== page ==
• A good trick is to make threes in such a way that you make three(s) in other directions - two or more unblocked threes means that you will make an unblocked four and there is nothing they can do.

Master the basic techniques and understand that the AI makes the same mistakes every time and you can soon develop a pattern to thrash this player without really thinking.

Secret Threes[edit]

As well as having three in a row, something that is more subtle but just as good is 1-space-2 this is also considered a three but is slightly more powerful as another stone at either end or the middle could make it a four.

Even better but very hard to get is 1-space-1-space-1. It's harder to spot (for you) and can easily become an unblocked four.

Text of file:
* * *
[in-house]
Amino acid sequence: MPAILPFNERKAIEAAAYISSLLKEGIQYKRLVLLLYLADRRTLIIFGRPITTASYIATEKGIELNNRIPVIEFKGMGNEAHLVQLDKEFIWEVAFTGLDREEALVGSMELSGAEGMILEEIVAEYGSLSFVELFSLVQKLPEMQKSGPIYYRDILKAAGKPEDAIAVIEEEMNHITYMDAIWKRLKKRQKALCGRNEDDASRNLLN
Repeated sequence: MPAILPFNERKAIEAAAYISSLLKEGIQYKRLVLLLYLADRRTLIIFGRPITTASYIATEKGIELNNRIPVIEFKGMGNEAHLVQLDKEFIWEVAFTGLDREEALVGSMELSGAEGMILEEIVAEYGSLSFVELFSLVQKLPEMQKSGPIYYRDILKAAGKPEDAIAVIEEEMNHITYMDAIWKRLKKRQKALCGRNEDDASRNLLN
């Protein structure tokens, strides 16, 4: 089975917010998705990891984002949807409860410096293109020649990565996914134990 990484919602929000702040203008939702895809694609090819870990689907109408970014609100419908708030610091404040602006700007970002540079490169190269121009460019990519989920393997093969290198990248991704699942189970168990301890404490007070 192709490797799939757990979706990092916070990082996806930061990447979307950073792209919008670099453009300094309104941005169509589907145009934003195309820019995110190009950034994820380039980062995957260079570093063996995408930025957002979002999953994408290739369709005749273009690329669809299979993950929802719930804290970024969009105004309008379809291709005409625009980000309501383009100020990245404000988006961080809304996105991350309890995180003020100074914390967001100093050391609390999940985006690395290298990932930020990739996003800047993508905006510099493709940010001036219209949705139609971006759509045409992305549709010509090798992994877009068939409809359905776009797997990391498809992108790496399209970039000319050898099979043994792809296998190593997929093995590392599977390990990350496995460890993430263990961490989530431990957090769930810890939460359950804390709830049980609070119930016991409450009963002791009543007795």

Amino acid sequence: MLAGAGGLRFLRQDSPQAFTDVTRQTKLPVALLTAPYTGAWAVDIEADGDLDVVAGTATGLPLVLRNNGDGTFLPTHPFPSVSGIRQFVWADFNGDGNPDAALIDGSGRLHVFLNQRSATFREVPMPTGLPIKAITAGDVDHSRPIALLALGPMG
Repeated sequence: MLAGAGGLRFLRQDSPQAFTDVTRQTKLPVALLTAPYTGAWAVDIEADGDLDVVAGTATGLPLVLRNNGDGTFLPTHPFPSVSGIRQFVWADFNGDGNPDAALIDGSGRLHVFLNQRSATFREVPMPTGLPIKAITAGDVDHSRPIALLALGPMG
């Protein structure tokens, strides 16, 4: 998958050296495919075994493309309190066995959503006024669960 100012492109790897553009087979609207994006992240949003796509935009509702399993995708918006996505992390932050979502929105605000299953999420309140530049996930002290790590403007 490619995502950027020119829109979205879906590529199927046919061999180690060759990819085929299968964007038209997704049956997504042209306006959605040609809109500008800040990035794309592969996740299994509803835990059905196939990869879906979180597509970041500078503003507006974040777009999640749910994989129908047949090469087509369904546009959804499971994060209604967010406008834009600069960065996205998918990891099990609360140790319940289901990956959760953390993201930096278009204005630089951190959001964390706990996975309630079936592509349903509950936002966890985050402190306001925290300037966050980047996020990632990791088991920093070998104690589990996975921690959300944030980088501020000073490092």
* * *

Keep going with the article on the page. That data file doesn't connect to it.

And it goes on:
Quick win solution[edit]

Note: This is not the only possible solution to win the game.

This guide is aimed at players of Cellblock who wish to overcome the more challenging levels or just generally improve their gameplay. Reading this guide should grant you at least enough knowledge to win the bronze.

The screenshot (to the right) shows the final position that should be your aim in every game you play. The player can choose between two possible locations and no matter where the computer blocks the player is going to win.

This didn't happen by chance but by planning, cunning and playing to win. To know the usual strategy of the AI can also be helpful.

If you have read the playing tips section on the Cellblock page you will have a general idea what we are going to do, namely to set up a winning situation that the computer can not block.